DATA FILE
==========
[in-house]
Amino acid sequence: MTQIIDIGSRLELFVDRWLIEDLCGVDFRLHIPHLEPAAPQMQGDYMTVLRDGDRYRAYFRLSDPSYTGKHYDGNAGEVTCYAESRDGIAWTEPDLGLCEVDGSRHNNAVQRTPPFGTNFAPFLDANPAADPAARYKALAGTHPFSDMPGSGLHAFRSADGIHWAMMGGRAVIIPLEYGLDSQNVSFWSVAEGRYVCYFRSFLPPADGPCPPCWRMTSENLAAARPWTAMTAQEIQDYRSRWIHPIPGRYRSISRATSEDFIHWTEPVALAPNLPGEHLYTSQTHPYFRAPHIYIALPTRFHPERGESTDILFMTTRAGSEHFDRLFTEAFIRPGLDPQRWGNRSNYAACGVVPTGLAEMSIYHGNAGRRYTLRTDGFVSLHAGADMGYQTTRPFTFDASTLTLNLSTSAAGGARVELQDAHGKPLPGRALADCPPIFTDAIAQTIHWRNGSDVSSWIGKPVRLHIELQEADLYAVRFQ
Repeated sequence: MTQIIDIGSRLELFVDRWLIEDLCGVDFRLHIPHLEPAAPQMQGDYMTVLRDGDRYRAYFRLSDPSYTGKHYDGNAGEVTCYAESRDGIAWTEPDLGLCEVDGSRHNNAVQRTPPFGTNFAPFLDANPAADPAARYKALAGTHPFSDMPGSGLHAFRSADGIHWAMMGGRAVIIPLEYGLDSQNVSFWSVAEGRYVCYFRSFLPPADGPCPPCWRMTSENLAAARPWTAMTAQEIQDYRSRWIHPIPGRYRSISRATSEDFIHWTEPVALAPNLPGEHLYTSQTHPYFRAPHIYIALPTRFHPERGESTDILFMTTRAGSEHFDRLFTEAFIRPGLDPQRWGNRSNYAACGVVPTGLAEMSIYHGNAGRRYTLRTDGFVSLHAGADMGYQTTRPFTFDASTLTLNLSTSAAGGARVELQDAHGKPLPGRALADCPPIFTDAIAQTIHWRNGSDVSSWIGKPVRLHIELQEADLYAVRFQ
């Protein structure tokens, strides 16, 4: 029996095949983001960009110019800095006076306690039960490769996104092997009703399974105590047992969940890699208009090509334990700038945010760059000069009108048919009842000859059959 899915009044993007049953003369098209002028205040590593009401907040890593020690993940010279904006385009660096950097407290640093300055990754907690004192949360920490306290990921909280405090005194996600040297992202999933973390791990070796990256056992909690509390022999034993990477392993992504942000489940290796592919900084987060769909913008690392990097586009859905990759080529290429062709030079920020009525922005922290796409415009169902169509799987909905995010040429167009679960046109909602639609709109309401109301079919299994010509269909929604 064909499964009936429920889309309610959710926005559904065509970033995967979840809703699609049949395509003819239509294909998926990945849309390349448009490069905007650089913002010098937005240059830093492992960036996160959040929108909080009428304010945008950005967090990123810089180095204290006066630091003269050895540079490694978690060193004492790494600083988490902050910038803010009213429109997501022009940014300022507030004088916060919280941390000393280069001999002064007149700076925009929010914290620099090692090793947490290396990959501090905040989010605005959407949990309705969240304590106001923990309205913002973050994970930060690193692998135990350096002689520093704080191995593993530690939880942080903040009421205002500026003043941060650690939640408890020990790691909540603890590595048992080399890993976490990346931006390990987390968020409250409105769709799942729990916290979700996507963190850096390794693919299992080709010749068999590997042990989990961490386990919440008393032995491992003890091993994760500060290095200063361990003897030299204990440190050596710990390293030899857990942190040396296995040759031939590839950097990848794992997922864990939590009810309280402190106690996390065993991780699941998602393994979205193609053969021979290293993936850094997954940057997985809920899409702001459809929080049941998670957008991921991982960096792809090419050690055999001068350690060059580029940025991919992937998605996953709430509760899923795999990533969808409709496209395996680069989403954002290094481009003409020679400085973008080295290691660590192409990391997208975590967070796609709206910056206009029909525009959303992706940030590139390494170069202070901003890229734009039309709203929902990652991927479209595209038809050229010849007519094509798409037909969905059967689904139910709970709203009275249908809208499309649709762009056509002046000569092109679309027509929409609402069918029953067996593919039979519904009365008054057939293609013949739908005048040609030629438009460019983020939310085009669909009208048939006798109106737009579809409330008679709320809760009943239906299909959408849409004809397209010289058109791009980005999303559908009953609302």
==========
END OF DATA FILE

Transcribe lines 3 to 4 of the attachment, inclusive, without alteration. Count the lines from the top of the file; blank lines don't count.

Repeated sequence: MTQIIDIGSRLELFVDRWLIEDLCGVDFRLHIPHLEPAAPQMQGDYMTVLRDGDRYRAYFRLSDPSYTGKHYDGNAGEVTCYAESRDGIAWTEPDLGLCEVDGSRHNNAVQRTPPFGTNFAPFLDANPAADPAARYKALAGTHPFSDMPGSGLHAFRSADGIHWAMMGGRAVIIPLEYGLDSQNVSFWSVAEGRYVCYFRSFLPPADGPCPPCWRMTSENLAAARPWTAMTAQEIQDYRSRWIHPIPGRYRSISRATSEDFIHWTEPVALAPNLPGEHLYTSQTHPYFRAPHIYIALPTRFHPERGESTDILFMTTRAGSEHFDRLFTEAFIRPGLDPQRWGNRSNYAACGVVPTGLAEMSIYHGNAGRRYTLRTDGFVSLHAGADMGYQTTRPFTFDASTLTLNLSTSAAGGARVELQDAHGKPLPGRALADCPPIFTDAIAQTIHWRNGSDVSSWIGKPVRLHIELQEADLYAVRFQ
């Protein structure tokens, strides 16, 4: 029996095949983001960009110019800095006076306690039960490769996104092997009703399974105590047992969940890699208009090509334990700038945010760059000069009108048919009842000859059959 899915009044993007049953003369098209002028205040590593009401907040890593020690993940010279904006385009660096950097407290640093300055990754907690004192949360920490306290990921909280405090005194996600040297992202999933973390791990070796990256056992909690509390022999034993990477392993992504942000489940290796592919900084987060769909913008690392990097586009859905990759080529290429062709030079920020009525922005922290796409415009169902169509799987909905995010040429167009679960046109909602639609709109309401109301079919299994010509269909929604 064909499964009936429920889309309610959710926005559904065509970033995967979840809703699609049949395509003819239509294909998926990945849309390349448009490069905007650089913002010098937005240059830093492992960036996160959040929108909080009428304010945008950005967090990123810089180095204290006066630091003269050895540079490694978690060193004492790494600083988490902050910038803010009213429109997501022009940014300022507030004088916060919280941390000393280069001999002064007149700076925009929010914290620099090692090793947490290396990959501090905040989010605005959407949990309705969240304590106001923990309205913002973050994970930060690193692998135990350096002689520093704080191995593993530690939880942080903040009421205002500026003043941060650690939640408890020990790691909540603890590595048992080399890993976490990346931006390990987390968020409250409105769709799942729990916290979700996507963190850096390794693919299992080709010749068999590997042990989990961490386990919440008393032995491992003890091993994760500060290095200063361990003897030299204990440190050596710990390293030899857990942190040396296995040759031939590839950097990848794992997922864990939590009810309280402190106690996390065993991780699941998602393994979205193609053969021979290293993936850094997954940057997985809920899409702001459809929080049941998670957008991921991982960096792809090419050690055999001068350690060059580029940025991919992937998605996953709430509760899923795999990533969808409709496209395996680069989403954002290094481009003409020679400085973008080295290691660590192409990391997208975590967070796609709206910056206009029909525009959303992706940030590139390494170069202070901003890229734009039309709203929902990652991927479209595209038809050229010849007519094509798409037909969905059967689904139910709970709203009275249908809208499309649709762009056509002046000569092109679309027509929409609402069918029953067996593919039979519904009365008054057939293609013949739908005048040609030629438009460019983020939310085009669909009208048939006798109106737009579809409330008679709320809760009943239906299909959408849409004809397209010289058109791009980005999303559908009953609302």